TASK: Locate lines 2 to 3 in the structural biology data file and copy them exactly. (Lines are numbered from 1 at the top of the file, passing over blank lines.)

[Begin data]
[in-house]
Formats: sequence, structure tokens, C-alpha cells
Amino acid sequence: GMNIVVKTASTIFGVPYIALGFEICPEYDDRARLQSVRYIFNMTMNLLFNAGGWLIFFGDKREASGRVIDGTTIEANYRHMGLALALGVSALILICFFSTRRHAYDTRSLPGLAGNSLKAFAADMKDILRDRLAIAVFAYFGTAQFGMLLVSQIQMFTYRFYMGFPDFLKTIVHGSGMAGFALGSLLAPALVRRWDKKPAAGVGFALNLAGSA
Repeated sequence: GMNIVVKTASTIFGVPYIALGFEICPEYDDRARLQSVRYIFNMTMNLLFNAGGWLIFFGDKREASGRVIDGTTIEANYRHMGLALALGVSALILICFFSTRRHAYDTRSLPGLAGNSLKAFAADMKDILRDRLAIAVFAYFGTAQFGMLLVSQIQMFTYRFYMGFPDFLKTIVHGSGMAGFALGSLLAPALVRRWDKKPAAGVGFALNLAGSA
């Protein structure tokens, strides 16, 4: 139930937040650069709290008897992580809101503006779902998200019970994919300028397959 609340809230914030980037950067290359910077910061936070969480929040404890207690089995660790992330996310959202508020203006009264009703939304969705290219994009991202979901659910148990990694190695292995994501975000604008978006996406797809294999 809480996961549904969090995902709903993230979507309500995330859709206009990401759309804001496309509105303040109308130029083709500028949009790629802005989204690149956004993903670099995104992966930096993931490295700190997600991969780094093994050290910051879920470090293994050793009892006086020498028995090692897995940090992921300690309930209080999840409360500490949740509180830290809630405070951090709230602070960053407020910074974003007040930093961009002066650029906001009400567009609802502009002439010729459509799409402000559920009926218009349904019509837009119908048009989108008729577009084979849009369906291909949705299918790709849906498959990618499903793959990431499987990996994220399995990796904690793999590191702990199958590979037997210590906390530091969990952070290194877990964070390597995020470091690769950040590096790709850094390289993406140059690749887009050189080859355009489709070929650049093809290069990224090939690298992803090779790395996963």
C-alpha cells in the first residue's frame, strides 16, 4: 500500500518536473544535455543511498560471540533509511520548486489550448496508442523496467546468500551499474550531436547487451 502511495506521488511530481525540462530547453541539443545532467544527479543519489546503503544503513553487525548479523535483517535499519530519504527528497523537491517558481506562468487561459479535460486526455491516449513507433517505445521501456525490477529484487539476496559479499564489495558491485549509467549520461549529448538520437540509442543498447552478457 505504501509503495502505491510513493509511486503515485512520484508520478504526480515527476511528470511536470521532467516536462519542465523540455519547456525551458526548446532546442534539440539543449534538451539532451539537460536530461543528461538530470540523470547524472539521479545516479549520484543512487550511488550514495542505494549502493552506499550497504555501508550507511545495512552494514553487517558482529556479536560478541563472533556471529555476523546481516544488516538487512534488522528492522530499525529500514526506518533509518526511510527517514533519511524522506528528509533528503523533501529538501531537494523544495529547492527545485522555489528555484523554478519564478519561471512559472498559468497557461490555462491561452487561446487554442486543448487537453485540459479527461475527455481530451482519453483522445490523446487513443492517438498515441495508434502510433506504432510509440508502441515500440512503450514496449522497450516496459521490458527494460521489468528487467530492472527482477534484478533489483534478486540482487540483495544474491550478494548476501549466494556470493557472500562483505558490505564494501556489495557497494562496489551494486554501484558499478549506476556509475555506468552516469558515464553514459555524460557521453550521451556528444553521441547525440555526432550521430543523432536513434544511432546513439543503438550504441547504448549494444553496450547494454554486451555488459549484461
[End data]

Formats: sequence, structure tokens, C-alpha cells
Amino acid sequence: GMNIVVKTASTIFGVPYIALGFEICPEYDDRARLQSVRYIFNMTMNLLFNAGGWLIFFGDKREASGRVIDGTTIEANYRHMGLALALGVSALILICFFSTRRHAYDTRSLPGLAGNSLKAFAADMKDILRDRLAIAVFAYFGTAQFGMLLVSQIQMFTYRFYMGFPDFLKTIVHGSGMAGFALGSLLAPALVRRWDKKPAAGVGFALNLAGSA